I have been hearing the same question a lot lately. CEOs of international companies, ambassadors, foreign visitors in any meeting about Turkey are asking me what I think of the Turks making plans to leave their country. With the coup attempt, state of emergency and wave upon wave of arrests, people want to leave. I understand why people are upset, however I just do not see an exodus of sorts. It looks like an optical illusion to me.
2016 has been an intense year. The fear of more Mexicans in the United States and the fear of Turks and other oh-so-disreputable people flooding Britain have been front and center. In both countries, both campaigns seem to – very purposefully – have touched a nerve. Donald Trump will become the 45th president of the United States and British nationalists got their Brexit. It worked like a charm. The next step is to actually build that “big, fat, beautiful” wall between them and whoever their “other” group is.
Let me take you to the other side of that fence. I was born in the early 1960s in Turkey. At the time, Turkey was 30 percent urbanized, and its total exports were just a meager $330 million, 93 percent of which was made up of agricultural products. Turkey’s GDP per capita was just 507 dollars. Today, 75 percent of Turks live in urban areas, and total exports are around $150 billion, of which agricultural products make up less than 10 percent. Per capita GDP has reached $10,000.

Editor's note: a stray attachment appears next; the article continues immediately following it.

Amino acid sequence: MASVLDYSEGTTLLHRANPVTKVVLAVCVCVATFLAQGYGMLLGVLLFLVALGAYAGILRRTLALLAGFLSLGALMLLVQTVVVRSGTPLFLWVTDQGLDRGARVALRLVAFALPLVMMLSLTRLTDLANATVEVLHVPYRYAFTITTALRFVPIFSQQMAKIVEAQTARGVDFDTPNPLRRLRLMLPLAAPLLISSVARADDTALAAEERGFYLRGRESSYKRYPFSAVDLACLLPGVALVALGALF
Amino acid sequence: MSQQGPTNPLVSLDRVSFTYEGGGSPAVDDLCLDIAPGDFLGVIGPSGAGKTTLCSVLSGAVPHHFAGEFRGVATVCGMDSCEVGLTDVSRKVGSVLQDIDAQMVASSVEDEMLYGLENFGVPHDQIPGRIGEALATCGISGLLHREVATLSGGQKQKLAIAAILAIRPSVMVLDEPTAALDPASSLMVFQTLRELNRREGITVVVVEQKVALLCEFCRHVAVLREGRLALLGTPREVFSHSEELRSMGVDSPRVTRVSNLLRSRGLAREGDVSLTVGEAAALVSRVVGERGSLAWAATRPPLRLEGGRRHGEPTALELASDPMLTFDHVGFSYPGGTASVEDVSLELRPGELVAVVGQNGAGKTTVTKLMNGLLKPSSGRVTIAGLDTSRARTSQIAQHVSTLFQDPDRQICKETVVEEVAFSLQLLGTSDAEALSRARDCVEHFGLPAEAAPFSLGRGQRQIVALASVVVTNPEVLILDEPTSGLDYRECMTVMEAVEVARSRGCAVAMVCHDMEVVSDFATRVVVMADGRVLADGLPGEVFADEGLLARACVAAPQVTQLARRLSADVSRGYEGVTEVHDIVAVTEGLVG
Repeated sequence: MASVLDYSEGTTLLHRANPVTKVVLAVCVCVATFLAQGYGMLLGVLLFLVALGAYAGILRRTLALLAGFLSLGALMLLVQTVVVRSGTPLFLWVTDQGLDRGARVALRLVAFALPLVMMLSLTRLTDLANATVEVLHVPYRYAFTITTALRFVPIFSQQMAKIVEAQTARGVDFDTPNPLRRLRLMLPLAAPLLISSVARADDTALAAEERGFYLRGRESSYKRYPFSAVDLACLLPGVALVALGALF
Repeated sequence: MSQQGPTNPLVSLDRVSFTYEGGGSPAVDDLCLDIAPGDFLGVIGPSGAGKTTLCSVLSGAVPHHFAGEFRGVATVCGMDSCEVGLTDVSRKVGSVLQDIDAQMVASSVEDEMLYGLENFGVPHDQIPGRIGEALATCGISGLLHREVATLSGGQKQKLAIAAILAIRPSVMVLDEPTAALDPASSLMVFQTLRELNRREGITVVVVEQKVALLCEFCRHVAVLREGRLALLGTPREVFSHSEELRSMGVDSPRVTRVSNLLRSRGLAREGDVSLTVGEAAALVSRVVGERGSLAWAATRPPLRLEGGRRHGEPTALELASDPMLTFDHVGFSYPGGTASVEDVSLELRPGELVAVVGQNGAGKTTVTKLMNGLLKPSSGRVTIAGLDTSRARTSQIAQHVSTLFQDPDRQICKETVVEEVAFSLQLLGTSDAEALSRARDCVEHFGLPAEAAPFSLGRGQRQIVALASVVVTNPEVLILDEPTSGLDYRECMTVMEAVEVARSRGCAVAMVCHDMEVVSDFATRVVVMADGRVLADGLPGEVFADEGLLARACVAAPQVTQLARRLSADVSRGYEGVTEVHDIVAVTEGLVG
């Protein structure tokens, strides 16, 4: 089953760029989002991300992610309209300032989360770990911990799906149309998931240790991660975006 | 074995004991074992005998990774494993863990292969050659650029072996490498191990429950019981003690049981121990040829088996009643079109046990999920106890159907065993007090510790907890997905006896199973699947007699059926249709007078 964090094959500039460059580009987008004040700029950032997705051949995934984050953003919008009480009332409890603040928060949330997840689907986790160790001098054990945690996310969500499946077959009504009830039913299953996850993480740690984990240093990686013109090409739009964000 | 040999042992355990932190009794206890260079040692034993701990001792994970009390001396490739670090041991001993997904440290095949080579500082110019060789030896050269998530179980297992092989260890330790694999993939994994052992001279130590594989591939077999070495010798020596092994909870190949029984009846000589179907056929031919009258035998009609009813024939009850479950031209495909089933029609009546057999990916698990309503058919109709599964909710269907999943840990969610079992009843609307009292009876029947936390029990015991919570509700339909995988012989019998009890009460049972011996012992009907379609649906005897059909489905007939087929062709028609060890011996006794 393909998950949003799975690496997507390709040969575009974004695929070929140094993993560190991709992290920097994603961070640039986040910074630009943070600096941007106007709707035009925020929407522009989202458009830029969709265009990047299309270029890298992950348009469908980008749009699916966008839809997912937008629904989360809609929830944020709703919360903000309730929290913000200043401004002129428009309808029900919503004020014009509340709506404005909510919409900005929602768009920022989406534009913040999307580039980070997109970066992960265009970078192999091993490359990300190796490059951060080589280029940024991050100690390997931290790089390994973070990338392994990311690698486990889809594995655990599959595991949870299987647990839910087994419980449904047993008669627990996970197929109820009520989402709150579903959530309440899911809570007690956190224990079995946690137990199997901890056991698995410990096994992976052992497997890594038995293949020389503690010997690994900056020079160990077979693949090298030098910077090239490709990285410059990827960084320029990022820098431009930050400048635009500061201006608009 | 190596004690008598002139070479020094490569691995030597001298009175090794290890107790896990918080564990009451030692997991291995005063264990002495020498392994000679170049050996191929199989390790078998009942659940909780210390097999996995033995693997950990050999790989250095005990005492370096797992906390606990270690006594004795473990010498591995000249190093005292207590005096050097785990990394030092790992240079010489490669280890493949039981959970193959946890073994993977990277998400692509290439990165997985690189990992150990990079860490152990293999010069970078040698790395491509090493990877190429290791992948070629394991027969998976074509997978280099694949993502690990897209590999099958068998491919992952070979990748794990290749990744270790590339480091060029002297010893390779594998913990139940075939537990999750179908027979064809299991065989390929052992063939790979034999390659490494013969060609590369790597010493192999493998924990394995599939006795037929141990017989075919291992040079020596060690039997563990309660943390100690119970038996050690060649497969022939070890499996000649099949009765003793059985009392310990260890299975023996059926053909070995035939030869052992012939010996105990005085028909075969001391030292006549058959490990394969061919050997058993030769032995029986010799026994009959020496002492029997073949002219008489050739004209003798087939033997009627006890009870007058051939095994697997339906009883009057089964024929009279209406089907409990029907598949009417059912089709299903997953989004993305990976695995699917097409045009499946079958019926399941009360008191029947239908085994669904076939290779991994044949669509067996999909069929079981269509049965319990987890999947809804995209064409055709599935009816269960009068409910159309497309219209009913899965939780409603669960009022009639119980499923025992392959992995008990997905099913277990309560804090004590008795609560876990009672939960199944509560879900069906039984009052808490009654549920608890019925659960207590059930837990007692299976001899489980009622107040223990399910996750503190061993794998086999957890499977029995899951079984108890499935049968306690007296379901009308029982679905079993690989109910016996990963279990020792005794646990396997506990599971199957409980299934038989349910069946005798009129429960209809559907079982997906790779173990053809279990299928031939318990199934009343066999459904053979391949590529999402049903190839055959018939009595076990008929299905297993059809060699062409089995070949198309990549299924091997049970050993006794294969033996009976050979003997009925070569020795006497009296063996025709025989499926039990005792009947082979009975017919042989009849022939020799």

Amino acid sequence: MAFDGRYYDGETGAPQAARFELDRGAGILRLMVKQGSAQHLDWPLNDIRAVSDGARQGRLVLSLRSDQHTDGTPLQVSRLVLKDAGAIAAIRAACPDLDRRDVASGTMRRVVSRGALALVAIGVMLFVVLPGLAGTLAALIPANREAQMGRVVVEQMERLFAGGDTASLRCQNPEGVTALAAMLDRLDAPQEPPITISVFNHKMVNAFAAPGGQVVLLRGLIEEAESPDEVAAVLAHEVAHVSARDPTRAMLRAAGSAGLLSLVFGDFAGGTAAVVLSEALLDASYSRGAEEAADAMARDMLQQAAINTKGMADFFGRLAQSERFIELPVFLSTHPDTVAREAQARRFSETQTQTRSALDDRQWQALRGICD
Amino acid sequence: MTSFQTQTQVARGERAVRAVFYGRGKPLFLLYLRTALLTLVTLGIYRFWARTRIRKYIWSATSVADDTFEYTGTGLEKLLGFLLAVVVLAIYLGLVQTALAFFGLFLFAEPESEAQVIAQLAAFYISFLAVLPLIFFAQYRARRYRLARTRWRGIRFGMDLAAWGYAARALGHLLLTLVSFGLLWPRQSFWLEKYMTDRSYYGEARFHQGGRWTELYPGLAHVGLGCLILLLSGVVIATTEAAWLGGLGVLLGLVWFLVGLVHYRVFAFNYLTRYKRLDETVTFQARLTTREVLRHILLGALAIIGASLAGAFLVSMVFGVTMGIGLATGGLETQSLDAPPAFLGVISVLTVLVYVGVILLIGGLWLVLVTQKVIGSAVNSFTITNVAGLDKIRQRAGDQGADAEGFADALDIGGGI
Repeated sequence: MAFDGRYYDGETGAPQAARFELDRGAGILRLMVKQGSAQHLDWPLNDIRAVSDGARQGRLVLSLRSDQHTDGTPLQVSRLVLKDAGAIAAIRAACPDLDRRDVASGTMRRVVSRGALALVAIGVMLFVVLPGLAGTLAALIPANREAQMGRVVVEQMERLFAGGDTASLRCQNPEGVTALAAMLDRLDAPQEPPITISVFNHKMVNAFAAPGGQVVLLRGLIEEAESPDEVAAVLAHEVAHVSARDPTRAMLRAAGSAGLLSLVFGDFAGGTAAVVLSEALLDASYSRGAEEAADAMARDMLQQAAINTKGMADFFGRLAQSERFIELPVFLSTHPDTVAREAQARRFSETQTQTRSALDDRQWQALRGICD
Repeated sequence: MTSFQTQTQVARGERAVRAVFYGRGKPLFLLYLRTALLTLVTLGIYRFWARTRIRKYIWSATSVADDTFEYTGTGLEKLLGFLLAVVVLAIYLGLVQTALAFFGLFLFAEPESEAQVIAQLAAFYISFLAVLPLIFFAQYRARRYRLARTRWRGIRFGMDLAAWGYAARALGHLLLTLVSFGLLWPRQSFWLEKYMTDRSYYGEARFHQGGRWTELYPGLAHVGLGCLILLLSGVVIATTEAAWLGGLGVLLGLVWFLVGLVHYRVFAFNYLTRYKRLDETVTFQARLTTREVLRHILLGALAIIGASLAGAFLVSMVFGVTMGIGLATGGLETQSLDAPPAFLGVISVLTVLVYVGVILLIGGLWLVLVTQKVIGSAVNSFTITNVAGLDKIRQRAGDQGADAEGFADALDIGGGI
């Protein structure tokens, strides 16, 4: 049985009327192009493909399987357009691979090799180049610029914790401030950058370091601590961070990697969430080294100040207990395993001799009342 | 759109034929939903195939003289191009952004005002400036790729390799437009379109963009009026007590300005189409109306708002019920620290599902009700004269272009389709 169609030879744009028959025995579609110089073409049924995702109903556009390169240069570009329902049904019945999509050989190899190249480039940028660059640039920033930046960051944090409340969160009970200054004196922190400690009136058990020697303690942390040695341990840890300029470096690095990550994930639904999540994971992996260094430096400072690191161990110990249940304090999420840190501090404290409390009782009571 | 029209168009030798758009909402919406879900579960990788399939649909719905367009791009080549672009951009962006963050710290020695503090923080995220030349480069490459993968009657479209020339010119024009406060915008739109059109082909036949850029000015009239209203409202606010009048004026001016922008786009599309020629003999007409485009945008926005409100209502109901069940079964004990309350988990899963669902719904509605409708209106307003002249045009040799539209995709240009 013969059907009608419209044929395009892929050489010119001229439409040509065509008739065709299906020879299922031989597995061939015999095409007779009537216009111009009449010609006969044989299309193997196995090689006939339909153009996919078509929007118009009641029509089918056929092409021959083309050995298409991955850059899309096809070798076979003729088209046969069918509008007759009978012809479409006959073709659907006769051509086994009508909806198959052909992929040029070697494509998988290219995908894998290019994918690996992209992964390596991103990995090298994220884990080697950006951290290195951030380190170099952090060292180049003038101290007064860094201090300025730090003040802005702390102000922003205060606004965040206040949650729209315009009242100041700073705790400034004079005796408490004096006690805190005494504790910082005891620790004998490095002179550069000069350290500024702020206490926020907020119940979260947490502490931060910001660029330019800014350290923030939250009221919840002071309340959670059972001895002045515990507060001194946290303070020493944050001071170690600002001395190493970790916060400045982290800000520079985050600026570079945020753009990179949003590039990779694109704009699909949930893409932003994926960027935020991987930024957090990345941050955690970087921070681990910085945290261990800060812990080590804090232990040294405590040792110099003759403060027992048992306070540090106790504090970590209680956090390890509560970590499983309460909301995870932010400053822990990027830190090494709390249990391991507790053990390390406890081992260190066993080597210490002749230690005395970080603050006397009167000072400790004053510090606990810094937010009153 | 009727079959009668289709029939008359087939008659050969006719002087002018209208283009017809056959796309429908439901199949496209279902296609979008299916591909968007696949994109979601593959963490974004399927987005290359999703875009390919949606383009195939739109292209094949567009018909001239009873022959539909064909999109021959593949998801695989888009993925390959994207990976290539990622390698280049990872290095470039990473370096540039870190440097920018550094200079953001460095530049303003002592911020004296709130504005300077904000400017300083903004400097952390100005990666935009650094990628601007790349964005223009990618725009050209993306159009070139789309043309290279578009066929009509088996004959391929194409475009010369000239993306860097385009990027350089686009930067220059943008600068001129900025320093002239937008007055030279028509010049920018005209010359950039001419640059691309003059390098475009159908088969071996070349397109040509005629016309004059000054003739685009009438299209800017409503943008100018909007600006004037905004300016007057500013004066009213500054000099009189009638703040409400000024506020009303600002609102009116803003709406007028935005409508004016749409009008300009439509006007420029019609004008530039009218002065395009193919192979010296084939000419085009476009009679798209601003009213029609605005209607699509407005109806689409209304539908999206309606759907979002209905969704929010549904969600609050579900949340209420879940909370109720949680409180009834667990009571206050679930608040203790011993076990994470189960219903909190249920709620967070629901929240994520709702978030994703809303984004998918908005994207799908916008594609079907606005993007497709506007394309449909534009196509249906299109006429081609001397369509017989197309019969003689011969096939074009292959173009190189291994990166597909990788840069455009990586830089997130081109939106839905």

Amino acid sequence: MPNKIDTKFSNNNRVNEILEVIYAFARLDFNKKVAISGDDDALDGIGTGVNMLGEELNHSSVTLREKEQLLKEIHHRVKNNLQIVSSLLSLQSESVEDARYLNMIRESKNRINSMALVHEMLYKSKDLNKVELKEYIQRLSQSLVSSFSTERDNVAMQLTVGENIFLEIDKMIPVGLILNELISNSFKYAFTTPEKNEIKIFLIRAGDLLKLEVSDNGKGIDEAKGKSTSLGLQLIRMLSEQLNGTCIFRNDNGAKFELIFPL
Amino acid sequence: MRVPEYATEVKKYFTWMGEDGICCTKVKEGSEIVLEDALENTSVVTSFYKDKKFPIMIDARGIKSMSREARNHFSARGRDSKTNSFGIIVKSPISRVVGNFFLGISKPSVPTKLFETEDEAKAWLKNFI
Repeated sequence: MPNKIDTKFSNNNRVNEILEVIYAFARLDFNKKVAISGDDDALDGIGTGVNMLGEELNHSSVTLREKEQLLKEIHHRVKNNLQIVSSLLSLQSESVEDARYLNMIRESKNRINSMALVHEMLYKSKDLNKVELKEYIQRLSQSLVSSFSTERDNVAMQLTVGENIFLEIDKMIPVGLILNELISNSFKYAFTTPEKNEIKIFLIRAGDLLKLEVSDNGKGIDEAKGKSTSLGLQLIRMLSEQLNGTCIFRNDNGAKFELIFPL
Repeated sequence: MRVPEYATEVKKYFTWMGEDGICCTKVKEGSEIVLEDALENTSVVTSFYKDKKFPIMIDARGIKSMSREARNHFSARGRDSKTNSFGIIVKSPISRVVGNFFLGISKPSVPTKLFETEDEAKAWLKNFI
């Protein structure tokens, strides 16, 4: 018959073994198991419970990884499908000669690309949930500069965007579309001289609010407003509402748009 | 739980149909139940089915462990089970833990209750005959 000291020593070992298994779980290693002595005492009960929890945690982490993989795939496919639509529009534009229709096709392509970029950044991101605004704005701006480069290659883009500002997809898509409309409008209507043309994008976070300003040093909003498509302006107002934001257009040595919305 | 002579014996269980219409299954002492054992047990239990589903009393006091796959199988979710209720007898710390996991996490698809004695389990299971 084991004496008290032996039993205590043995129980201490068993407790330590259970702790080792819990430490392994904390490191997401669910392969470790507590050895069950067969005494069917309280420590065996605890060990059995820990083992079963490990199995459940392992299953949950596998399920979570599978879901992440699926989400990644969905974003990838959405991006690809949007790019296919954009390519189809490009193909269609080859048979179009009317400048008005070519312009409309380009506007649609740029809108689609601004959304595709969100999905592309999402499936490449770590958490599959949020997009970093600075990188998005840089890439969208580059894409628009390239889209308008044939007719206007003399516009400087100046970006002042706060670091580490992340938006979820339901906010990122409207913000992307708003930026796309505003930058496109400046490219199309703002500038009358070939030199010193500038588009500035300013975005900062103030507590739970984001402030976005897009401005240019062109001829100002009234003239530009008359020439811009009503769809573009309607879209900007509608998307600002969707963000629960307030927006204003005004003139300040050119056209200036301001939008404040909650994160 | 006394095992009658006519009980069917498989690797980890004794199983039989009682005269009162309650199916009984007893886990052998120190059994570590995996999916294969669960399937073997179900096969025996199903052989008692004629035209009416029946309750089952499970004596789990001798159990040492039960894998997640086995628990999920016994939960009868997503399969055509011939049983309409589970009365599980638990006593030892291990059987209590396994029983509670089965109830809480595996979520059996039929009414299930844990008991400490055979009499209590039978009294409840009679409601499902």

That is called globalization. And no, it isn’t always pretty. Globalization is a process of uneven convergence.
I don’t remember having strong notions of going abroad when I was younger. Studying abroad, working abroad or even vacationing abroad were elusive concepts to me. That is no longer the case for younger Turks. Why? Because Turkey is hooked up to the international system. Turks are now much more aware of the outside world, with all its challenges and opportunities. Increasing connectivity via trade and the internet opened up visibility. You get a passport, buy a ticket and go. It is a kind of a democratization, if you ask me.
It is happening everywhere. More than 50 percent of the world’s population lives in cities. Technology makes that possible. That freedom has brought about a global migration from the periphery, to the center, from countries with weak institutions to countries with stronger ones. Often the creative classes are the most eager to pack their bags.
This trend might have come to an end. The Trumps and Brexiteers of the world have opened up a new era. The backlash against globalization is no longer at the periphery, but at the center. Now populists following harmful policies at the periphery have found their fellow populists at the center.
That is unprecedented, and like all such things, it could be dangerous.